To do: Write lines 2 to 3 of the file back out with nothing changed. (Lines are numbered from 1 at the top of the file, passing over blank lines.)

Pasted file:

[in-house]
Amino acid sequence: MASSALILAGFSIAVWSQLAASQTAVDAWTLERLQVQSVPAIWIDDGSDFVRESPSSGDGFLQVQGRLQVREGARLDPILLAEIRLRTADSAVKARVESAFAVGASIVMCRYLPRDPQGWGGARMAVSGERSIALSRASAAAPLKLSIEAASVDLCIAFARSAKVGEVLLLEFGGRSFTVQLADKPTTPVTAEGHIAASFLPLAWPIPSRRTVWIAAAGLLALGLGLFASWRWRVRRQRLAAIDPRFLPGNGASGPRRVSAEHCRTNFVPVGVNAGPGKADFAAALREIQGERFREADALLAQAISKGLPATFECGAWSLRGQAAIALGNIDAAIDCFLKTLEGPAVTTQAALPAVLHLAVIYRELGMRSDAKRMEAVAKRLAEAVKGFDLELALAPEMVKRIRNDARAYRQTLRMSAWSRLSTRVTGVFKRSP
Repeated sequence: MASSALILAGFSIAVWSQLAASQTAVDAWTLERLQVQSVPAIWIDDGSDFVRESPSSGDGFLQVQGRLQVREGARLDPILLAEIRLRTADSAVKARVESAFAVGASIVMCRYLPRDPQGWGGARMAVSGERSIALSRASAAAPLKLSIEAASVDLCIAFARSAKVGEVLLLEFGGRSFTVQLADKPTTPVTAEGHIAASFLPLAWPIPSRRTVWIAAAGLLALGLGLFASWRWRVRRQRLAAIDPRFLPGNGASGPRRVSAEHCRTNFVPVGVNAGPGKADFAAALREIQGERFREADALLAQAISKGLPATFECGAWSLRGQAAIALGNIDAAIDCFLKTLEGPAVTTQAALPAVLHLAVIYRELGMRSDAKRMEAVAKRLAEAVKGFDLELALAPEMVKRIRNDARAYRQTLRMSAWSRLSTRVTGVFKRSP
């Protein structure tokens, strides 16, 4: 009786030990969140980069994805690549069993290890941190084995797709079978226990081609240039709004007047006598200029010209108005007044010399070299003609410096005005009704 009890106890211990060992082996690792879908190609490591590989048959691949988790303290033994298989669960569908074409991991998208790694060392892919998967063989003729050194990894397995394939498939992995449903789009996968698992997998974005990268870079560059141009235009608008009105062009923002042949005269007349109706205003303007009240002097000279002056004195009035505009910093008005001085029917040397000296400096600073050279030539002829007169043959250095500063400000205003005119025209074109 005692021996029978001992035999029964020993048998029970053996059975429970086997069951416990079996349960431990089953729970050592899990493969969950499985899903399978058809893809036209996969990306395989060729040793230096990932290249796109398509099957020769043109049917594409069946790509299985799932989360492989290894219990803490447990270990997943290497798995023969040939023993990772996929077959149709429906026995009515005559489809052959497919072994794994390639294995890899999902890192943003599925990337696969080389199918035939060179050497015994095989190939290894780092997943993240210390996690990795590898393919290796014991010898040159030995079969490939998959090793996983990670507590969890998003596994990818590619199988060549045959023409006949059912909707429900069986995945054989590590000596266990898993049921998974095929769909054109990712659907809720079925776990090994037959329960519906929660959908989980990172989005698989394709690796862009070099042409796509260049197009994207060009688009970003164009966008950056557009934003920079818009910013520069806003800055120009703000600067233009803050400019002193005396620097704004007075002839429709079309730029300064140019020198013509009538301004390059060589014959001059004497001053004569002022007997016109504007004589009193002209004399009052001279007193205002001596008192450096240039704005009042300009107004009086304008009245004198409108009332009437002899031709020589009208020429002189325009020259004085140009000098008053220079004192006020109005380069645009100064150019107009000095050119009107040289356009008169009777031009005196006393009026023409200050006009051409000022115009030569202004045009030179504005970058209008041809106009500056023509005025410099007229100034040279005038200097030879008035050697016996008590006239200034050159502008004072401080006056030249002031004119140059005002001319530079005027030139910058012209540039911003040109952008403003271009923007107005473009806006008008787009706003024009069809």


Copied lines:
Amino acid sequence: MASSALILAGFSIAVWSQLAASQTAVDAWTLERLQVQSVPAIWIDDGSDFVRESPSSGDGFLQVQGRLQVREGARLDPILLAEIRLRTADSAVKARVESAFAVGASIVMCRYLPRDPQGWGGARMAVSGERSIALSRASAAAPLKLSIEAASVDLCIAFARSAKVGEVLLLEFGGRSFTVQLADKPTTPVTAEGHIAASFLPLAWPIPSRRTVWIAAAGLLALGLGLFASWRWRVRRQRLAAIDPRFLPGNGASGPRRVSAEHCRTNFVPVGVNAGPGKADFAAALREIQGERFREADALLAQAISKGLPATFECGAWSLRGQAAIALGNIDAAIDCFLKTLEGPAVTTQAALPAVLHLAVIYRELGMRSDAKRMEAVAKRLAEAVKGFDLELALAPEMVKRIRNDARAYRQTLRMSAWSRLSTRVTGVFKRSP
Repeated sequence: MASSALILAGFSIAVWSQLAASQTAVDAWTLERLQVQSVPAIWIDDGSDFVRESPSSGDGFLQVQGRLQVREGARLDPILLAEIRLRTADSAVKARVESAFAVGASIVMCRYLPRDPQGWGGARMAVSGERSIALSRASAAAPLKLSIEAASVDLCIAFARSAKVGEVLLLEFGGRSFTVQLADKPTTPVTAEGHIAASFLPLAWPIPSRRTVWIAAAGLLALGLGLFASWRWRVRRQRLAAIDPRFLPGNGASGPRRVSAEHCRTNFVPVGVNAGPGKADFAAALREIQGERFREADALLAQAISKGLPATFECGAWSLRGQAAIALGNIDAAIDCFLKTLEGPAVTTQAALPAVLHLAVIYRELGMRSDAKRMEAVAKRLAEAVKGFDLELALAPEMVKRIRNDARAYRQTLRMSAWSRLSTRVTGVFKRSP